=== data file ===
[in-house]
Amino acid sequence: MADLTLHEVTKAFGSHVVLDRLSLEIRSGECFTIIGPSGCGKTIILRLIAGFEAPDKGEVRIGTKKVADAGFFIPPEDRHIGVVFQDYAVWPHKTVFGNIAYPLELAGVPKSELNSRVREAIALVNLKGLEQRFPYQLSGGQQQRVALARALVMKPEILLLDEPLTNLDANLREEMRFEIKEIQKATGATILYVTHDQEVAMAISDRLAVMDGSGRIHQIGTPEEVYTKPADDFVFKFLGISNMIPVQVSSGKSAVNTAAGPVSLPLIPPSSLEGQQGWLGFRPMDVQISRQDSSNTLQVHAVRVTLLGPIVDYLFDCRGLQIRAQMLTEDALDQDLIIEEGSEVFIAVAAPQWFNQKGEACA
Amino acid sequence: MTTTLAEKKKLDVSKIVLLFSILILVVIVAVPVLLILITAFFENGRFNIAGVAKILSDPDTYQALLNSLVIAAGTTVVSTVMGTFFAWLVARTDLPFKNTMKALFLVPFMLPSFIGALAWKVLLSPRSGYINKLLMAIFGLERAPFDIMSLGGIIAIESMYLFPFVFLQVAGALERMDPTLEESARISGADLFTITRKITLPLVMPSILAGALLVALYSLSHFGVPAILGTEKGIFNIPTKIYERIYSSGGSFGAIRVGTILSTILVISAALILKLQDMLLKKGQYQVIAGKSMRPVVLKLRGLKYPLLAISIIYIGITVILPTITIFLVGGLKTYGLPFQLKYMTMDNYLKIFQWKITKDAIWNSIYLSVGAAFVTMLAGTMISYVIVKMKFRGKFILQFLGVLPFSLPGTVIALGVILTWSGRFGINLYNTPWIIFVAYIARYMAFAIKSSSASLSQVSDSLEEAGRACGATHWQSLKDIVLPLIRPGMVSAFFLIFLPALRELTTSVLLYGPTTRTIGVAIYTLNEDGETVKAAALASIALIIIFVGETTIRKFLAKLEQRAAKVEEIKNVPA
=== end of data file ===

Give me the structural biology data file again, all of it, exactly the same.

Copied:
[in-house]
Amino acid sequence: MADLTLHEVTKAFGSHVVLDRLSLEIRSGECFTIIGPSGCGKTIILRLIAGFEAPDKGEVRIGTKKVADAGFFIPPEDRHIGVVFQDYAVWPHKTVFGNIAYPLELAGVPKSELNSRVREAIALVNLKGLEQRFPYQLSGGQQQRVALARALVMKPEILLLDEPLTNLDANLREEMRFEIKEIQKATGATILYVTHDQEVAMAISDRLAVMDGSGRIHQIGTPEEVYTKPADDFVFKFLGISNMIPVQVSSGKSAVNTAAGPVSLPLIPPSSLEGQQGWLGFRPMDVQISRQDSSNTLQVHAVRVTLLGPIVDYLFDCRGLQIRAQMLTEDALDQDLIIEEGSEVFIAVAAPQWFNQKGEACA
Amino acid sequence: MTTTLAEKKKLDVSKIVLLFSILILVVIVAVPVLLILITAFFENGRFNIAGVAKILSDPDTYQALLNSLVIAAGTTVVSTVMGTFFAWLVARTDLPFKNTMKALFLVPFMLPSFIGALAWKVLLSPRSGYINKLLMAIFGLERAPFDIMSLGGIIAIESMYLFPFVFLQVAGALERMDPTLEESARISGADLFTITRKITLPLVMPSILAGALLVALYSLSHFGVPAILGTEKGIFNIPTKIYERIYSSGGSFGAIRVGTILSTILVISAALILKLQDMLLKKGQYQVIAGKSMRPVVLKLRGLKYPLLAISIIYIGITVILPTITIFLVGGLKTYGLPFQLKYMTMDNYLKIFQWKITKDAIWNSIYLSVGAAFVTMLAGTMISYVIVKMKFRGKFILQFLGVLPFSLPGTVIALGVILTWSGRFGINLYNTPWIIFVAYIARYMAFAIKSSSASLSQVSDSLEEAGRACGATHWQSLKDIVLPLIRPGMVSAFFLIFLPALRELTTSVLLYGPTTRTIGVAIYTLNEDGETVKAAALASIALIIIFVGETTIRKFLAKLEQRAAKVEEIKNVPA